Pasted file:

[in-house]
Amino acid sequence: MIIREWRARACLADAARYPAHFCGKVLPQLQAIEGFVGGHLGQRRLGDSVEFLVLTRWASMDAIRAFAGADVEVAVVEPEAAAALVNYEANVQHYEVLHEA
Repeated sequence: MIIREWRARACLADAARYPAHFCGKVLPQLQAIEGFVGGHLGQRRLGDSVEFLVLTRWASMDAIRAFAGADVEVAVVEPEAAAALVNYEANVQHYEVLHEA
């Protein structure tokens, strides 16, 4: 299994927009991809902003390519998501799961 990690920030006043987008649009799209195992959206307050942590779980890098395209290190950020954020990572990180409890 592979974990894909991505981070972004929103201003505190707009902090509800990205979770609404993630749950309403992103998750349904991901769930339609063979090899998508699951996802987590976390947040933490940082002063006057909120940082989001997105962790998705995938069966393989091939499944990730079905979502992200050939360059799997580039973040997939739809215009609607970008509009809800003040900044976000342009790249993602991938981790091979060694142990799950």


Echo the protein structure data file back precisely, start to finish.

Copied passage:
[in-house]
Amino acid sequence: MIIREWRARACLADAARYPAHFCGKVLPQLQAIEGFVGGHLGQRRLGDSVEFLVLTRWASMDAIRAFAGADVEVAVVEPEAAAALVNYEANVQHYEVLHEA
Repeated sequence: MIIREWRARACLADAARYPAHFCGKVLPQLQAIEGFVGGHLGQRRLGDSVEFLVLTRWASMDAIRAFAGADVEVAVVEPEAAAALVNYEANVQHYEVLHEA
């Protein structure tokens, strides 16, 4: 299994927009991809902003390519998501799961 990690920030006043987008649009799209195992959206307050942590779980890098395209290190950020954020990572990180409890 592979974990894909991505981070972004929103201003505190707009902090509800990205979770609404993630749950309403992103998750349904991901769930339609063979090899998508699951996802987590976390947040933490940082002063006057909120940082989001997105962790998705995938069966393989091939499944990730079905979502992200050939360059799997580039973040997939739809215009609607970008509009809800003040900044976000342009790249993602991938981790091979060694142990799950």